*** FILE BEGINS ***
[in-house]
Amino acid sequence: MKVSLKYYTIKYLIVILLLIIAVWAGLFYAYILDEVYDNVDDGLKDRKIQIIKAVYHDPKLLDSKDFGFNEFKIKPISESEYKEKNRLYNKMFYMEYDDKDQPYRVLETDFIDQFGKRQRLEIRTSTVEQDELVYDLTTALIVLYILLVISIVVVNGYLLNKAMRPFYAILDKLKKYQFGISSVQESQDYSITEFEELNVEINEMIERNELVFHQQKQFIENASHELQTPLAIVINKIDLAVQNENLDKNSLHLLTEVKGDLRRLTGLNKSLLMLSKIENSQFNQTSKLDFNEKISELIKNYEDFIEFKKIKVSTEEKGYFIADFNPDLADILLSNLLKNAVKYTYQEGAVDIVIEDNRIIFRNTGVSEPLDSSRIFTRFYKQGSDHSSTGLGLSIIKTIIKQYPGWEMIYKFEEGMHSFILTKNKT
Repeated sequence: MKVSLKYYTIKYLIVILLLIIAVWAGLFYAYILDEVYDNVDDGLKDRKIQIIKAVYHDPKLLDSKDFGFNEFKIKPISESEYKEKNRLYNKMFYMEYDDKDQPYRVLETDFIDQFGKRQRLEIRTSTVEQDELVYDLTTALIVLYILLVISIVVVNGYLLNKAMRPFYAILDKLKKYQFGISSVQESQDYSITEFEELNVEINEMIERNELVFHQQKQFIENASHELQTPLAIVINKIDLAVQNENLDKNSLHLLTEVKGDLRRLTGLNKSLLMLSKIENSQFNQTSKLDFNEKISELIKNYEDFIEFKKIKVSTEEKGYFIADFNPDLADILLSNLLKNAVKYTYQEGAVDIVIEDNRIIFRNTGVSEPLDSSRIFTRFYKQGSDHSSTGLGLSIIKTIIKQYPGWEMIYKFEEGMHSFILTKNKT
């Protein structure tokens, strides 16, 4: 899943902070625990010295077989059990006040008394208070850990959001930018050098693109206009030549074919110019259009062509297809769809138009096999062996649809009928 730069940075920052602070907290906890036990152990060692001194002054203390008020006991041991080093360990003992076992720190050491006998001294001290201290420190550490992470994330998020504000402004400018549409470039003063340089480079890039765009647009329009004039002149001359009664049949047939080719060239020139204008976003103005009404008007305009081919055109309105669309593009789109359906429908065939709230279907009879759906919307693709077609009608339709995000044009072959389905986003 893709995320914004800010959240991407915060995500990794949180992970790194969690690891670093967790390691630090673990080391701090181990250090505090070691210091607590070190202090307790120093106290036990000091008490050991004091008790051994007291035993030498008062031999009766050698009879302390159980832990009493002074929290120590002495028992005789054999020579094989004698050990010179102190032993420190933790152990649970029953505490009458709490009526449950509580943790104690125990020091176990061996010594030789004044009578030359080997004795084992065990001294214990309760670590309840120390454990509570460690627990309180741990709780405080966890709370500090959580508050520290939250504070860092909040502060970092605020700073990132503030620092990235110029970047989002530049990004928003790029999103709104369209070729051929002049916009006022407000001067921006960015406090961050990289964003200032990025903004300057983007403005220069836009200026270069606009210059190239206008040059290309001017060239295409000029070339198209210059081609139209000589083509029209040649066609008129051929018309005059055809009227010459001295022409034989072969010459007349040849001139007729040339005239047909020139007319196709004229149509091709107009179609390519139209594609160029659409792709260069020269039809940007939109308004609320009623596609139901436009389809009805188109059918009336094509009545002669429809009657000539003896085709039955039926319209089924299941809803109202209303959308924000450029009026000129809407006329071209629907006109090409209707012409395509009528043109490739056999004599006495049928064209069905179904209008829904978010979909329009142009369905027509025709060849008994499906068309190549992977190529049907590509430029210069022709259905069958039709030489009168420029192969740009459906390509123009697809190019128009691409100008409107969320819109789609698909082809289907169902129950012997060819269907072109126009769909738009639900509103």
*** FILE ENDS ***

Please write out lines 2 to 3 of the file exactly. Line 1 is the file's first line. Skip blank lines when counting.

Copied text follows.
Amino acid sequence: MKVSLKYYTIKYLIVILLLIIAVWAGLFYAYILDEVYDNVDDGLKDRKIQIIKAVYHDPKLLDSKDFGFNEFKIKPISESEYKEKNRLYNKMFYMEYDDKDQPYRVLETDFIDQFGKRQRLEIRTSTVEQDELVYDLTTALIVLYILLVISIVVVNGYLLNKAMRPFYAILDKLKKYQFGISSVQESQDYSITEFEELNVEINEMIERNELVFHQQKQFIENASHELQTPLAIVINKIDLAVQNENLDKNSLHLLTEVKGDLRRLTGLNKSLLMLSKIENSQFNQTSKLDFNEKISELIKNYEDFIEFKKIKVSTEEKGYFIADFNPDLADILLSNLLKNAVKYTYQEGAVDIVIEDNRIIFRNTGVSEPLDSSRIFTRFYKQGSDHSSTGLGLSIIKTIIKQYPGWEMIYKFEEGMHSFILTKNKT
Repeated sequence: MKVSLKYYTIKYLIVILLLIIAVWAGLFYAYILDEVYDNVDDGLKDRKIQIIKAVYHDPKLLDSKDFGFNEFKIKPISESEYKEKNRLYNKMFYMEYDDKDQPYRVLETDFIDQFGKRQRLEIRTSTVEQDELVYDLTTALIVLYILLVISIVVVNGYLLNKAMRPFYAILDKLKKYQFGISSVQESQDYSITEFEELNVEINEMIERNELVFHQQKQFIENASHELQTPLAIVINKIDLAVQNENLDKNSLHLLTEVKGDLRRLTGLNKSLLMLSKIENSQFNQTSKLDFNEKISELIKNYEDFIEFKKIKVSTEEKGYFIADFNPDLADILLSNLLKNAVKYTYQEGAVDIVIEDNRIIFRNTGVSEPLDSSRIFTRFYKQGSDHSSTGLGLSIIKTIIKQYPGWEMIYKFEEGMHSFILTKNKT